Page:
Hills Snyder’s Steam draws upon a visit to Amsterdam, when he spent three weeks walking the streets within the semi-circular area defined by the Singelgracht, picking up discarded bicycle parts while simultaneously recording ambient sound.
By linking these dual activities, the case is made for the notion that we habitually discard our opportunities to be present; that we float in a sea of association, drifting from one thought to the next; that the moment can be taken for granted in the same way that sensory awareness can be assumed. The objects in our view, in this case, broken bits of bicycles, are overlooked, just as the rich audio swirl within which we move is often filtered out by internal noise. In the scheme of things, most of us have no need to notice rubbish in the streets or the random cacophony of the city, but the metaphorical effect is indicative of a choice we don’t really make. The bicycle parts and gathered sounds serve as examples of the experiential field, surrogates for any number of other overlooked or forgotten aspects of experience. Steam utilizes replicated versions of 35 pieces selected from the dozens of bicycle parts collected. Each is represented in profile by wood templates mounted with Durst prints of random sky. The precise format of the installed blue-gray bits of atmosphere, captured by the camera and viewed through a lens of human refuse, will not be known until a short time before opening night. These components will occupy the Project Space of Gallery Diet along with a sound montage created by layering and looping gathered audio material.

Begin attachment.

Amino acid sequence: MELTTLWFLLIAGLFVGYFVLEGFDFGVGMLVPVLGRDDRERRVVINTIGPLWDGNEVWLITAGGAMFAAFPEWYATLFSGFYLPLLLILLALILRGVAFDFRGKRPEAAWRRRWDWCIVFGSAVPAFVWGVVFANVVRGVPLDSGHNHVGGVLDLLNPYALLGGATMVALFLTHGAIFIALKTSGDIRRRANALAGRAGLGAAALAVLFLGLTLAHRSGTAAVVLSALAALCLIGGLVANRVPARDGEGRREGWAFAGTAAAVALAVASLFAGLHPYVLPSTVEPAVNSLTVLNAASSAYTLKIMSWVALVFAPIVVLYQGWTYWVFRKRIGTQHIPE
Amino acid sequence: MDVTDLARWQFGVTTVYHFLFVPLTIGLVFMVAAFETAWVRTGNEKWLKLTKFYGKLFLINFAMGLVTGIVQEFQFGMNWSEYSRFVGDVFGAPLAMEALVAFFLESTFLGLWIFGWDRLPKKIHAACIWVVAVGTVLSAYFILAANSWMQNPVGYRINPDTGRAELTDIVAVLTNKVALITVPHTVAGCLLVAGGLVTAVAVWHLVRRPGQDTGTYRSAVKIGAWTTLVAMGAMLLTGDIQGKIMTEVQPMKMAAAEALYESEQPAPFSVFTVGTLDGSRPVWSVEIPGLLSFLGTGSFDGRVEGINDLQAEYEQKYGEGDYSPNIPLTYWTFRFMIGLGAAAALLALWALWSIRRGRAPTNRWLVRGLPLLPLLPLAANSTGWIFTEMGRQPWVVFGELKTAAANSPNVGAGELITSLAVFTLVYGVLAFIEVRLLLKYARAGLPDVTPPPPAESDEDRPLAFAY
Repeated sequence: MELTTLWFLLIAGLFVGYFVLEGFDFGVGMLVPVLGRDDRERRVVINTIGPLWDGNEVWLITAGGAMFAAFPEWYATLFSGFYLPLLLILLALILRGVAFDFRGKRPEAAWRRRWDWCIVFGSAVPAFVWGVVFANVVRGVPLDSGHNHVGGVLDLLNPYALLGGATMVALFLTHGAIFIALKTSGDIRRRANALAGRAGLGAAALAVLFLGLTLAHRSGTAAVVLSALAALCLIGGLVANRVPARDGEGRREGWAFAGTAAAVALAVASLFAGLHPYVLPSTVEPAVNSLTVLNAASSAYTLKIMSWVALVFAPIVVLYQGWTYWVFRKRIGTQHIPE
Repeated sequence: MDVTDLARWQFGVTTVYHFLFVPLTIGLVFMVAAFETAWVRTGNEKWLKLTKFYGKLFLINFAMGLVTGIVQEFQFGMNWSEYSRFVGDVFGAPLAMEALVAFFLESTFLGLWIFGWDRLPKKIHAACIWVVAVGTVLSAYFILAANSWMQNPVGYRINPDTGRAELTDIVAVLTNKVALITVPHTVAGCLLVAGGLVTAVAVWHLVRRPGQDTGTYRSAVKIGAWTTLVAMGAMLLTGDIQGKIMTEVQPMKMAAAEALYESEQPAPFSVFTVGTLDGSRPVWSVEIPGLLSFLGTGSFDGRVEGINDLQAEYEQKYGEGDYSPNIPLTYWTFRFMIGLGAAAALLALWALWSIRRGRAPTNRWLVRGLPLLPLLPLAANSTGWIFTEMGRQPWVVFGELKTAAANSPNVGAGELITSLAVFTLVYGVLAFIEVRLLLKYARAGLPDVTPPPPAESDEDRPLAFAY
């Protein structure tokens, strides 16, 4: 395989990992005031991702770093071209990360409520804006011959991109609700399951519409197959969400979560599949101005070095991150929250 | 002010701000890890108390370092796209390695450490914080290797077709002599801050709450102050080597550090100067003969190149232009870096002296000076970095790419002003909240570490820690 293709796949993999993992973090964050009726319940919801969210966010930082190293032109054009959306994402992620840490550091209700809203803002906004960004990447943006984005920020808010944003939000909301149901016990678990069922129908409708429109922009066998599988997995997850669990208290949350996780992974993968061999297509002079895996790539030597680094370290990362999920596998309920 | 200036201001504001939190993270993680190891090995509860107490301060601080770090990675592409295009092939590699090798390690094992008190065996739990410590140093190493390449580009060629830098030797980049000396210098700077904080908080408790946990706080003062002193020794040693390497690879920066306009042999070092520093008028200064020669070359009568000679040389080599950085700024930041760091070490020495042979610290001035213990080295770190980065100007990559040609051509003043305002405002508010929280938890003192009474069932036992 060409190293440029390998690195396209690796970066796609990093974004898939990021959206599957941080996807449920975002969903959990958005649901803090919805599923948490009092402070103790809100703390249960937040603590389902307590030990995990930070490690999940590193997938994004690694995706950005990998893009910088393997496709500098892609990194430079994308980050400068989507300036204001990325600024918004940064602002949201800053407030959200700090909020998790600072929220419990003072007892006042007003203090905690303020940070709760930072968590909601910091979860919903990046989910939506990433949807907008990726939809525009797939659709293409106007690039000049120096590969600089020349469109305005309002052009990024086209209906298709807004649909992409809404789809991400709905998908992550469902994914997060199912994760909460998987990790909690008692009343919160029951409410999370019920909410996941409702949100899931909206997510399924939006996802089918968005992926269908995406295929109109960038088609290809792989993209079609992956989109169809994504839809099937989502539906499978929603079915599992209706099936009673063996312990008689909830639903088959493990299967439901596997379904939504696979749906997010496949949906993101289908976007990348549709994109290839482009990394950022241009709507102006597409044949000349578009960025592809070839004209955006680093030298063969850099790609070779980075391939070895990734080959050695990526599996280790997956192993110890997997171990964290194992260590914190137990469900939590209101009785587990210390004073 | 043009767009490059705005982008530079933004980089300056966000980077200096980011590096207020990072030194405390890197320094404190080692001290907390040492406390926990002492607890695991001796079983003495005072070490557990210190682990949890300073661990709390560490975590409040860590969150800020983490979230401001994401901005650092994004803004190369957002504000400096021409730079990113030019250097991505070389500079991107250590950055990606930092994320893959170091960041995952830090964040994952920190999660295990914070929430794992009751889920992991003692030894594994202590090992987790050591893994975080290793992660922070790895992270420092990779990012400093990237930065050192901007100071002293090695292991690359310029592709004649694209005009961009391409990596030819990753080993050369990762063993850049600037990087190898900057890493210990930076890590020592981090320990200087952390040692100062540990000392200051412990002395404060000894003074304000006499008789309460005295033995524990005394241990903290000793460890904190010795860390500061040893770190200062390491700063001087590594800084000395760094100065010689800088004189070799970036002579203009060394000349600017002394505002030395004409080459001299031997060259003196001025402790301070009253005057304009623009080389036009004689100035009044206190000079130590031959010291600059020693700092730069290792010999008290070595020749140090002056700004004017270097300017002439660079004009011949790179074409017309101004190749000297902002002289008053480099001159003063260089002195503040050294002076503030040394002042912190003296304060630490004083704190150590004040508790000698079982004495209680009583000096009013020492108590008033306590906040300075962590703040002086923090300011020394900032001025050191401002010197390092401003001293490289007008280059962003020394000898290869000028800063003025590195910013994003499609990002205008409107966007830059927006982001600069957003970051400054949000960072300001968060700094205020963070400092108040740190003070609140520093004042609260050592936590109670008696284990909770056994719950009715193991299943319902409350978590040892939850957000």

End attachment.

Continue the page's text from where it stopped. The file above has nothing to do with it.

The sounds, formerly experienced once and then left behind, will form a topography which can be revisited like a familiar landscape. This project has received exhibition support from The Fountainhead Residency, Miami, research and travel support from Artpace, San Antonio and sound mixing support from The Banff Centre for the Arts, Banff, Alberta.